Combustible Celluloid
 
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With: Anthony Tom, Faith Tom, Joe Tom, Margaret Tom, Susan Tom, Xenia Tom
Written by: n/a
Directed by: Jonathan Karsh
MPAA Rating: Unrated
Running Time: 83
Date: 01/17/2003
IMDB

My Flesh and Blood (2003)

3 1/2 Stars (out of 4)

'Flesh' Wounds

By Jeffrey M. Anderson

Susan Tom, a resident of Fairfield, CA, doesn't necessarily look or act like a saint, but perhaps someone ought to make her one. Besides having two birth children of her own by a long departed husband, she has also adopted eleven other children, each and every one of them with some kind of "special need."

Filmmaker Jonathan Karsh's new documentary My Flesh and Blood tells their story. Though he begins with a number of standard-issue "talking head" testimonials, his most powerful footage comes from his fly-on-the-wall approach. The subjects eventually forget all about him and go about their business. Initially, My Flesh and Blood is not a movie that makes the popcorn go down easy. It takes a while to get used to these kids: a burn victim, a child with a horrible skin disease, a girl with no legs, etc. But in no time at all Karsh brings their humanity and personality to light.

Perhaps the most tragic character is Joseph, a bipolar 15 year-old who suffers from a disease that causes his mucus to thicken. Joseph's violent mood swings cause most of the friction in the Tom house and he even threatens to kill someone during the film's opening minutes. More drama comes as we witness mother Tom spending four hours a day bathing 19 year-old Anthony, who suffers from a horrible skin disease that causes his flesh to disintegrate. Even with the bath, the pain Anthony feels is likened to being dragged behind a car and dipped in acid.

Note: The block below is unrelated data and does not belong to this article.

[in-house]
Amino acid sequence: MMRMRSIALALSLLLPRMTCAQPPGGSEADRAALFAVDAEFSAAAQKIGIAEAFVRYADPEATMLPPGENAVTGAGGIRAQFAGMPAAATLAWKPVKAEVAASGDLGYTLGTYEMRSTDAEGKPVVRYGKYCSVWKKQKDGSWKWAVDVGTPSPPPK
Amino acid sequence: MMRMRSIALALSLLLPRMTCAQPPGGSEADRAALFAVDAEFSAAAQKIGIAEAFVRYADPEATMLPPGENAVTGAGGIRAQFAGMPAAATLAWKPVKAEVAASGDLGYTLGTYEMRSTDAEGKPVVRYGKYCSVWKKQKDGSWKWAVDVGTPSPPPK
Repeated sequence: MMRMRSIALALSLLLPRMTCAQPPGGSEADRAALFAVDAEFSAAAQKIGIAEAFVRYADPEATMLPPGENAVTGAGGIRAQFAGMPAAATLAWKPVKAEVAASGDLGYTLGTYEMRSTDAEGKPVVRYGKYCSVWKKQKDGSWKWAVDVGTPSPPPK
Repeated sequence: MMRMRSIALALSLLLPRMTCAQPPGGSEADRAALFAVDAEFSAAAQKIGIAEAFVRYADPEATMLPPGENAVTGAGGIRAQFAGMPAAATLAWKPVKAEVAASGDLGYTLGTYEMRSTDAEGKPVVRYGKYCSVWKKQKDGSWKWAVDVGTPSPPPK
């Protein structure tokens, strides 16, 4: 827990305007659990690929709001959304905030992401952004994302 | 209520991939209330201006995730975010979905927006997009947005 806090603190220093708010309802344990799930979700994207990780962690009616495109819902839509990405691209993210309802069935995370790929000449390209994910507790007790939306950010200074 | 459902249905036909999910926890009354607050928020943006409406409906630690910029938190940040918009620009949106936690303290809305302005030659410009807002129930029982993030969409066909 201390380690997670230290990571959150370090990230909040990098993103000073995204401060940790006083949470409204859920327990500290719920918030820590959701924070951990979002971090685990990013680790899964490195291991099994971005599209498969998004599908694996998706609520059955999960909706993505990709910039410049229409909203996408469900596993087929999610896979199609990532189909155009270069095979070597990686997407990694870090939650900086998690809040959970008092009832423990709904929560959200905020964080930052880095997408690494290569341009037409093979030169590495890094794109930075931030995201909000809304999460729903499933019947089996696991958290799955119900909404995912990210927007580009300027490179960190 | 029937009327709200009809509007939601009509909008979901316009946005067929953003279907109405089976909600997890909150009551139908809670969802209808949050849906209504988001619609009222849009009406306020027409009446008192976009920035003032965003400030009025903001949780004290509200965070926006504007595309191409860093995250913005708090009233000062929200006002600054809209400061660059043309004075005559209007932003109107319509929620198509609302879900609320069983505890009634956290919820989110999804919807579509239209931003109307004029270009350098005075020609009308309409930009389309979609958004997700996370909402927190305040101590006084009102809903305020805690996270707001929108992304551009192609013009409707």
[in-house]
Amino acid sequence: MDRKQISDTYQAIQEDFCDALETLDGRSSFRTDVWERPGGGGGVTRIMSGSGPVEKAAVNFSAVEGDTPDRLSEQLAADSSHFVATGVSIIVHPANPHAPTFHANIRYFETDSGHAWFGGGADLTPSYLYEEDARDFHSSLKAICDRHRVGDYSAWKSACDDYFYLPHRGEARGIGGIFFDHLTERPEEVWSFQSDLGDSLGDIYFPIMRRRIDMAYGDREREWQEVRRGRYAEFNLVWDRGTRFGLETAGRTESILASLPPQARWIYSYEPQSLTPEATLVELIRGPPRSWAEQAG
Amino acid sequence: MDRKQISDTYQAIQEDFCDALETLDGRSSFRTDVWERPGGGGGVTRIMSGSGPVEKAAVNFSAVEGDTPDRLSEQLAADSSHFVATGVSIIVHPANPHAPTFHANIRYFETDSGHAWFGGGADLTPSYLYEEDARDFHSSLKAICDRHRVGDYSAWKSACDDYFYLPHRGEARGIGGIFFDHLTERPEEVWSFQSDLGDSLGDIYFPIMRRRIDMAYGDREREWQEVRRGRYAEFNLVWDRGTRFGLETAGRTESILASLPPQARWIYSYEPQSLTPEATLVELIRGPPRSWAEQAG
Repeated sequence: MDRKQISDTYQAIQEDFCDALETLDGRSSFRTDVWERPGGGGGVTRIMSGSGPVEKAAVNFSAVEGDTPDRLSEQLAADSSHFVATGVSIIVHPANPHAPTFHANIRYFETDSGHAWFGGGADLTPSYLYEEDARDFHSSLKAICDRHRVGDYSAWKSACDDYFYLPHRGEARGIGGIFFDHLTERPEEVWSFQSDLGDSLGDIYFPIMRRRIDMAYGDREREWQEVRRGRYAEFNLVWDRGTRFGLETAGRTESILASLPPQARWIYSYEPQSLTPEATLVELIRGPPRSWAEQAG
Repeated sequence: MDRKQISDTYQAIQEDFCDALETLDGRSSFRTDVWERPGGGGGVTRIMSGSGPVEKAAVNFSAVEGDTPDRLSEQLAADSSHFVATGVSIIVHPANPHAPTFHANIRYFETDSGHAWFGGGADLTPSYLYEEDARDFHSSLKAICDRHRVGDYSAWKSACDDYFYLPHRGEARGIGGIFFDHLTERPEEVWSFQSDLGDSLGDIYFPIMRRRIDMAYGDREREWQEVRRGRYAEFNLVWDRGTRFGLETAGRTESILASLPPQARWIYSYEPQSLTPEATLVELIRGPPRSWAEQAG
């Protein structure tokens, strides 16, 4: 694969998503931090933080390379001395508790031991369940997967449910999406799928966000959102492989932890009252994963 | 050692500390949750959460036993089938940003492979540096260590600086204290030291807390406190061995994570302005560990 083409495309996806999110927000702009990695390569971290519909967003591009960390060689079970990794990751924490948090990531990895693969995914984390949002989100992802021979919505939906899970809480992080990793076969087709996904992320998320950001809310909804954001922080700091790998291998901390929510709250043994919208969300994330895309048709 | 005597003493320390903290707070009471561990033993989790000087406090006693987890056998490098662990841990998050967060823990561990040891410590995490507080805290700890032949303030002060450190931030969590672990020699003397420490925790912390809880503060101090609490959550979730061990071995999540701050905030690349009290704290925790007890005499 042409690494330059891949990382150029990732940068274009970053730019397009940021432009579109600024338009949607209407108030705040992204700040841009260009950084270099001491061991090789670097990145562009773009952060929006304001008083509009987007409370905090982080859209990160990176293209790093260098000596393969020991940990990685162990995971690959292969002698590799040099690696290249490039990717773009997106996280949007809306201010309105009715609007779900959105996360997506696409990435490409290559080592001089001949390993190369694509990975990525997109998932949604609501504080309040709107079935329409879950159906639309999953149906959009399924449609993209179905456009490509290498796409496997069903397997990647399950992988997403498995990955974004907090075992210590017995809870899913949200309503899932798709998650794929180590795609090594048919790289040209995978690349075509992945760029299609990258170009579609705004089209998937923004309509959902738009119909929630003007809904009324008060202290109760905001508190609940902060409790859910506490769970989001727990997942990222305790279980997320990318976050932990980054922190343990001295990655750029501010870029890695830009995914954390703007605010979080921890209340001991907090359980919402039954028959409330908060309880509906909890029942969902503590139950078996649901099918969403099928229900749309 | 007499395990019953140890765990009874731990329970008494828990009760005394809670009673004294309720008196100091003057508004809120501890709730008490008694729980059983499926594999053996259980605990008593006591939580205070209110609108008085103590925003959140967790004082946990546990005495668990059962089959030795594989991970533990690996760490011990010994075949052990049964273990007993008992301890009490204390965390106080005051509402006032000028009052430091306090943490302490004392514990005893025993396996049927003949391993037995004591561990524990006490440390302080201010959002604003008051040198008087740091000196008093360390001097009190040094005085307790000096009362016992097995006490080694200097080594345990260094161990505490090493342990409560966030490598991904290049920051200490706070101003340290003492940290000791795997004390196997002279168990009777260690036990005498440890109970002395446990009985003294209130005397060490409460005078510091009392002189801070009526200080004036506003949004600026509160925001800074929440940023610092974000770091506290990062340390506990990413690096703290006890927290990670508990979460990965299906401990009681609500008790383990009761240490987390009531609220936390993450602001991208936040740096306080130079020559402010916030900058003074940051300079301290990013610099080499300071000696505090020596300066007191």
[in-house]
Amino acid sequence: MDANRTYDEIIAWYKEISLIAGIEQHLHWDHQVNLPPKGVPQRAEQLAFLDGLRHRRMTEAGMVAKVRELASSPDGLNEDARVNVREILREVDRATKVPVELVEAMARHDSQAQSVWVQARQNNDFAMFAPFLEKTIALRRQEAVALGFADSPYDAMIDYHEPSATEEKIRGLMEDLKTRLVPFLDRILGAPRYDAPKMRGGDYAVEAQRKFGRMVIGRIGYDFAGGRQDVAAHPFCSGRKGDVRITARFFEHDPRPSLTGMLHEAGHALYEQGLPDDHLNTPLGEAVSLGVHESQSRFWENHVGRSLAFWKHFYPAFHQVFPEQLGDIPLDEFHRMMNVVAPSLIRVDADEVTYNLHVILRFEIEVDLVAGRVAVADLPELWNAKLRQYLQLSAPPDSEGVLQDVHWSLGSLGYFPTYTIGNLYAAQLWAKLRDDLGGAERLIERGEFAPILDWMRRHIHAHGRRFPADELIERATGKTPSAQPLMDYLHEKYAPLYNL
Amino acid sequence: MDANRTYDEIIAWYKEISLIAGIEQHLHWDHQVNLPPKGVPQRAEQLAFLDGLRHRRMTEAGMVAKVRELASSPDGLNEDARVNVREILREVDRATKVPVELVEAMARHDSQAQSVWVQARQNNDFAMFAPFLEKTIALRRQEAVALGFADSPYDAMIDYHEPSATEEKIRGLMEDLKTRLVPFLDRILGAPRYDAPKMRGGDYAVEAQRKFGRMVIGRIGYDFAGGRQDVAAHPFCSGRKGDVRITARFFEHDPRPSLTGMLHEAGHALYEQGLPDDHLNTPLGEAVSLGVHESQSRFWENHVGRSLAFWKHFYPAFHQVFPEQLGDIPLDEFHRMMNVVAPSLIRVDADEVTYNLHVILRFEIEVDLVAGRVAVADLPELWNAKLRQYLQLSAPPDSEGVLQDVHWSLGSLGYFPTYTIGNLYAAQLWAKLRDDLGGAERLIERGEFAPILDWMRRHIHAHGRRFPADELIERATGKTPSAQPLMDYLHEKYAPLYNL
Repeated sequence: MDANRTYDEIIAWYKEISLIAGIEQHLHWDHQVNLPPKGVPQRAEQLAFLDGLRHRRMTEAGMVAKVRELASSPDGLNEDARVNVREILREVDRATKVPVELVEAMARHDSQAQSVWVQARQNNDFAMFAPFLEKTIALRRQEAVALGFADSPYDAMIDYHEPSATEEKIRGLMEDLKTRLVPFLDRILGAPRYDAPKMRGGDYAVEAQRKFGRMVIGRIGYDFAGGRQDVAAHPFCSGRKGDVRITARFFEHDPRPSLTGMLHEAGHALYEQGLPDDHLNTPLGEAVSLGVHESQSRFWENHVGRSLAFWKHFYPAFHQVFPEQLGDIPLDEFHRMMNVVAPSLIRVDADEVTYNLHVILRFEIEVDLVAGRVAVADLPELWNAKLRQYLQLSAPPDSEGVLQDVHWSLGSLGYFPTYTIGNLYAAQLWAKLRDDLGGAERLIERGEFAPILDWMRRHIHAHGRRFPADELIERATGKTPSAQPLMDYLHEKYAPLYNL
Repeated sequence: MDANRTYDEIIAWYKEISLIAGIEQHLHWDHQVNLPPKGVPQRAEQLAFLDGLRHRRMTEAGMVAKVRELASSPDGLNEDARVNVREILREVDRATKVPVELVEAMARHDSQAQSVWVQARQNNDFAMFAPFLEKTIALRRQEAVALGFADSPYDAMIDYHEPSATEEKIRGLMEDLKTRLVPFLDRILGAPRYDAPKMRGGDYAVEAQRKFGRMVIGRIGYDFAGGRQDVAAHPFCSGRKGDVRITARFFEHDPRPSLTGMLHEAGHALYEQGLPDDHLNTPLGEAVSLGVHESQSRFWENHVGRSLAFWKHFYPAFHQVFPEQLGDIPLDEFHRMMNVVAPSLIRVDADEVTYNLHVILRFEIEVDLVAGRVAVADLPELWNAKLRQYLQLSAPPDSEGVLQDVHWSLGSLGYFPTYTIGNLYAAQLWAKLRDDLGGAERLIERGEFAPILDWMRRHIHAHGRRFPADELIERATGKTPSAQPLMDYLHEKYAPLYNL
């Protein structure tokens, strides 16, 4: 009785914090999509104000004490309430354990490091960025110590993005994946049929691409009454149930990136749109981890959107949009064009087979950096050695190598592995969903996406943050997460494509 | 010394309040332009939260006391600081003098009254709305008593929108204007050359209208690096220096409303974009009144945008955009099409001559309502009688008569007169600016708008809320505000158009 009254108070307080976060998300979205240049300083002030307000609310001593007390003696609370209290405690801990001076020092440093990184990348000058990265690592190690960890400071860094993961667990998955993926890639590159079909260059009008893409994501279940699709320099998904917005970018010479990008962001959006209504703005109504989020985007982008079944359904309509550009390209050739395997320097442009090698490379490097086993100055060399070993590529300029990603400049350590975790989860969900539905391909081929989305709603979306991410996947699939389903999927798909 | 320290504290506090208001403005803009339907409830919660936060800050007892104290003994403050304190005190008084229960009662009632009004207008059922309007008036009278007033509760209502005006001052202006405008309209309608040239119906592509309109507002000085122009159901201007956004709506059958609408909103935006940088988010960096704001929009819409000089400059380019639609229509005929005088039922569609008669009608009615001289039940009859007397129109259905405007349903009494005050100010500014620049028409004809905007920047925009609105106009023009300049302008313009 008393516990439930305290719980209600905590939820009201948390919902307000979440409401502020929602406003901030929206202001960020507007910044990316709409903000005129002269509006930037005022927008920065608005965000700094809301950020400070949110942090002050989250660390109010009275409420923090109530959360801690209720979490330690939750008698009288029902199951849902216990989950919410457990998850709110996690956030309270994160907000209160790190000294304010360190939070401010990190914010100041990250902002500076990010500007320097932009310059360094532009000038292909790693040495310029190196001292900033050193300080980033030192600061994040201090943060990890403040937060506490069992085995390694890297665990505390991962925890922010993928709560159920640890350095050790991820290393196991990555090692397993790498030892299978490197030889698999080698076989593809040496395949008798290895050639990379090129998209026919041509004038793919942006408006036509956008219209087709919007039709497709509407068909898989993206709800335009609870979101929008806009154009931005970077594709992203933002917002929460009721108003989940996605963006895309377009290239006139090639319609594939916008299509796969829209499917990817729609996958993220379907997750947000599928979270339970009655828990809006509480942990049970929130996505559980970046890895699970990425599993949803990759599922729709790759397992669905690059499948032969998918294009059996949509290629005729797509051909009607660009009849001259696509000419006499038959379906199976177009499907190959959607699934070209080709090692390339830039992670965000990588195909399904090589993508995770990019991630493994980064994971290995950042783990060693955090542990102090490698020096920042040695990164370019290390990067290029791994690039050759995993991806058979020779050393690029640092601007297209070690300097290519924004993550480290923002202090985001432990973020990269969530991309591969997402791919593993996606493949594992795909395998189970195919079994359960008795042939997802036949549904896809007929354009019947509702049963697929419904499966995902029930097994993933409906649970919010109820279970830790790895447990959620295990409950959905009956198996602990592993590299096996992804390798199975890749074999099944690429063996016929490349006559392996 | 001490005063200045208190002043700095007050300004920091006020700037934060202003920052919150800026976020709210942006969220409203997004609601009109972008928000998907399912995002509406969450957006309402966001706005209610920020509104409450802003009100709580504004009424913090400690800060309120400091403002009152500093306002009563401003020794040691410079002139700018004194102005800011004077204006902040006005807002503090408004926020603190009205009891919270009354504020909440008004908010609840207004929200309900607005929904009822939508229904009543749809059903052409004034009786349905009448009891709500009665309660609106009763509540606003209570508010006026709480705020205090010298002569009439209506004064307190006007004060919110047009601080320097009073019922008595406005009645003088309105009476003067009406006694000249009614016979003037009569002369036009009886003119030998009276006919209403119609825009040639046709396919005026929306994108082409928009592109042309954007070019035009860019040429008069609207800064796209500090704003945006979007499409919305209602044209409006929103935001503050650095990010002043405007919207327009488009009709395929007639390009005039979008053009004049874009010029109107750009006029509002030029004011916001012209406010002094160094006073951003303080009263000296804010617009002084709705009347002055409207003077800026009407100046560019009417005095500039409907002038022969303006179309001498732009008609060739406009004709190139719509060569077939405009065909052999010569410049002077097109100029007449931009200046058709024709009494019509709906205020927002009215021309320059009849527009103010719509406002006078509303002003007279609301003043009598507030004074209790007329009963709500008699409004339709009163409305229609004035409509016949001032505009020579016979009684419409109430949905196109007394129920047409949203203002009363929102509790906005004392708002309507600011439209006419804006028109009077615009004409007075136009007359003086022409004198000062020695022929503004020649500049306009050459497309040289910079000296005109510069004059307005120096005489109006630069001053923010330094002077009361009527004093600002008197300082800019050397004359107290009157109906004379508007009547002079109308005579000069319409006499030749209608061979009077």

The film does not shy away from romance either. Mother Tom places an internet ad for a possible date, but her hopes are not high. The legless girl, 13 year-old Xenia, has perhaps the best chances. With her long hair, good looks and buoyant personality, she lands a date with one of the most popular boys in her school, even if the story doesn't quite turn out the way she hoped. Karsh does a remarkable job of sorting through his footage to make a flowing story, spending proper amounts of time with each of the children, and closing down with a powerful one-two gut-punch of an ending. The filmmaker does his best to avoid melodrama, but does collapse into it from time to time, almost as if by accident. But even so, My Flesh and Blood is one tough film that really works.

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